Many people have expressed concerns about the roller coaster, mostly pertaining to its extreme speeds. Robert Niles posted a vote regarding wearing goggles on high-speed attractions. 71% of those who voted agreed that some roller coasters should require riders to wear goggles. The main concern Robert and the ride designers had with this new coaster was that guests would be exposed to sand, and, as Robert so eloquently put it, "High speeds + blowing sand = need for goggles."
That quote got me thinking. Eyes are delicate, so exposure to high-speed particles, regardless of the period of time, is an important safety concern. But what about the coaster itself? I'm working in the mechanical engineering department of a military college. Sand-exposed aircraft have been one of the newer research incentives. We have damaged or destroyed multiple aircrafts, including expensive UAVs, in Afghanistan and Iraq because of our relatively "limited" knowledge of sand impact. Icing, birds, ash, and other extremities have been studied thoroughly since the inception of aircraft, but sand remains a relatively new field. It can severely damage both the external (e.g. nacelle, wings) and internal (e.g. turbine blades, inlet) components of a plane. Small particles over long periods of time drastically affect the aerodynamics of a body, and can cause undesired effects such as increased drag.
My questions to you are these:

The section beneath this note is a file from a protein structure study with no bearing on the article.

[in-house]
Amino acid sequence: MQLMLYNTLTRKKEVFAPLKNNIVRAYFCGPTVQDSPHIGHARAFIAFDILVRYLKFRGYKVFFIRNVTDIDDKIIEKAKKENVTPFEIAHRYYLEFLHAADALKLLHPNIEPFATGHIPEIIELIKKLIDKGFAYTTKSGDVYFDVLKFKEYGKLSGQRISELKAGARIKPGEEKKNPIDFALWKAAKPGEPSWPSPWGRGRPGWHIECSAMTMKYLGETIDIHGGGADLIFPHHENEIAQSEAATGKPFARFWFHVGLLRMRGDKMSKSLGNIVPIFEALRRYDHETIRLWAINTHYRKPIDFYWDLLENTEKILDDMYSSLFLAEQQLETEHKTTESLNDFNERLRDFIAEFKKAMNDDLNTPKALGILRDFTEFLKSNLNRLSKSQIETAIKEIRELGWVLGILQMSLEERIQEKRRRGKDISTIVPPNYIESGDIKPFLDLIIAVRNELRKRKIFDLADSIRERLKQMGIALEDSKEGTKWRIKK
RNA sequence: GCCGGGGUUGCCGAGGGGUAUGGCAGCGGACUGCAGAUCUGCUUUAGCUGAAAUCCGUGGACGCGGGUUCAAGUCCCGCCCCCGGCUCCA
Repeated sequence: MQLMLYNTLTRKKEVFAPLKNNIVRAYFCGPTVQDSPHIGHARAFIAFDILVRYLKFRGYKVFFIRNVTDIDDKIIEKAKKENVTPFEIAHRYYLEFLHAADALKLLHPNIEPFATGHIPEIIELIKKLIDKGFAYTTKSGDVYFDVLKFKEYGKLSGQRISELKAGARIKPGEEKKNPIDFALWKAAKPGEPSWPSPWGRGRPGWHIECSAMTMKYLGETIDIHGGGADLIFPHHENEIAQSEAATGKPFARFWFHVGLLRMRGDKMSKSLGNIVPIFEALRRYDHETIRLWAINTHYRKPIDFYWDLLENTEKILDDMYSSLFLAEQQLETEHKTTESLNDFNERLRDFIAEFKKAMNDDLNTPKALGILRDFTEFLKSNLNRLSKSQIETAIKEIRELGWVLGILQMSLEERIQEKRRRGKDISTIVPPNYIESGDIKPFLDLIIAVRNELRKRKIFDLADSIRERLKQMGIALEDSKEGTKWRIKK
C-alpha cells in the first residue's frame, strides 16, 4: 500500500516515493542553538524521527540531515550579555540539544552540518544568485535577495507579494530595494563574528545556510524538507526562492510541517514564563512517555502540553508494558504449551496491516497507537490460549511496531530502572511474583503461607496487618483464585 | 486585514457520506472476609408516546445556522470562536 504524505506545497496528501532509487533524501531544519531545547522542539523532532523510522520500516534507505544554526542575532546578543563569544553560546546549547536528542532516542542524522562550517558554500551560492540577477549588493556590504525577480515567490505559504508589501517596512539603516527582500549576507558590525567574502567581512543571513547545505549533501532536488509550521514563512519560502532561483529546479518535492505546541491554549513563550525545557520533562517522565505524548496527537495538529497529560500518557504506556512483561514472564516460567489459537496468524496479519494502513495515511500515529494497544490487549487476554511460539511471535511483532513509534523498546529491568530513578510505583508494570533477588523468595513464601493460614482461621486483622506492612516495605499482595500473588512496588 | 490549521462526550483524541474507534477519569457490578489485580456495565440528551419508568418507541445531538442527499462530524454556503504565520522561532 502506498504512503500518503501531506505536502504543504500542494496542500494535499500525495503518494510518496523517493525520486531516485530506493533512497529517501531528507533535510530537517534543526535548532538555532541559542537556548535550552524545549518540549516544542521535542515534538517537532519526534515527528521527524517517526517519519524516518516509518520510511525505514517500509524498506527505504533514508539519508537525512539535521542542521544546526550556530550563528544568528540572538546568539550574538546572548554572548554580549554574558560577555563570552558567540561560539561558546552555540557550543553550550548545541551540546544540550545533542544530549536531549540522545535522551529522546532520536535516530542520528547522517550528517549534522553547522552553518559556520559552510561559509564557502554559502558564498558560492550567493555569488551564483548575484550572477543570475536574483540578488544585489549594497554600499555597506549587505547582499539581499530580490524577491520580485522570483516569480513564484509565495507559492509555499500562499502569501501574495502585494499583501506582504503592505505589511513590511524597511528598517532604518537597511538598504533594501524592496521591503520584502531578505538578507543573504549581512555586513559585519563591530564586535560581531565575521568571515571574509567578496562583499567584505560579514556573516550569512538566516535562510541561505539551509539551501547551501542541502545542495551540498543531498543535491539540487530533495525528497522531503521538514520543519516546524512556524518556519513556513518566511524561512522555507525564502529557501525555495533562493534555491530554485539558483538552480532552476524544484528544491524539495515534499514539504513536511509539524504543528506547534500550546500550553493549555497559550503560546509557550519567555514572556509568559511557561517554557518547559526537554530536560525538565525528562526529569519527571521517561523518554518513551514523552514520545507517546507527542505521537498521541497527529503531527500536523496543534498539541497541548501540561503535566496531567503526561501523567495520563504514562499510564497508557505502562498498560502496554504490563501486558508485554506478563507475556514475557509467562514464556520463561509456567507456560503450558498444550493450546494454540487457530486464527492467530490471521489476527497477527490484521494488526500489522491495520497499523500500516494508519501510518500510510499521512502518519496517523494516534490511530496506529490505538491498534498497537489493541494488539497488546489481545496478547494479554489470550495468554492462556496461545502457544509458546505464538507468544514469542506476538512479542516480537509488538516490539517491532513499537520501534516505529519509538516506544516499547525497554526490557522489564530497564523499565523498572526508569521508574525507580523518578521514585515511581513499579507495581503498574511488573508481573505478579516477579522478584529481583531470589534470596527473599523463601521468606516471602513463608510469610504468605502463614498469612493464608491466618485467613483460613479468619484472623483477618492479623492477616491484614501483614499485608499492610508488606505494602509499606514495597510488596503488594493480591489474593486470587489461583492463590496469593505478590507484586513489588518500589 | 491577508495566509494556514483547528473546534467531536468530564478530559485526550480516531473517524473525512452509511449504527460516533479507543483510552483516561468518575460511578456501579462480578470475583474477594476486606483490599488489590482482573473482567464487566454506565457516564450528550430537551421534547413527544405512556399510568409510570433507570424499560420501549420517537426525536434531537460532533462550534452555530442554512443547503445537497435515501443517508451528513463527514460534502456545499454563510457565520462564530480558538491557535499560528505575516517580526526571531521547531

Have the designers at Jack Rouse Associates, the group responsible for designing the park's attractions, considered the impact of airborne sand on their vehicles and track? If so, what have they done? Did they use coatings, shielding, or special materials to reduce damages?
Will the designers have comparatively stricter maintenance procedures for their outdoor high-speed attractions?
If they haven't taken this issue into consideration, what would you do? What problems can you foresee?
As an example of a possible solution, I have a friend who's thesis is currently covering plasma-injected coatings for turbine and compressor blades to protect the surfaces from deformation.
It's really funny that you mention Jack Rouse Assoc. because my husband is a designer at JRA! I asked him about your question, and he says that they definitely thought about the sand issue; however, it's really more of a concern for Intamin, the ride manufacturer. JRA designs the ride concept and the theming, but Intamin is responsible for the actual ride vehicle and mechanics of the coaster itself.
Normally, the questions I pose are meant to stir-up discussion. However, this one was mostly just out of personal curiosity.
Funny that you'd mention that. The plasma-coated materials method I mentioned is an alternative to the traditional charged method. That method is still being used; I'm interested to know if that's what Intamin implemented.
Very cool that your husband works for J.R. I had no idea they handled the creative aspects. I'd love to hear Intamin's method of protection.
Just imagining a conversation among Intamin, Rouse and Ferrari sends me straight into theme park geek heaven.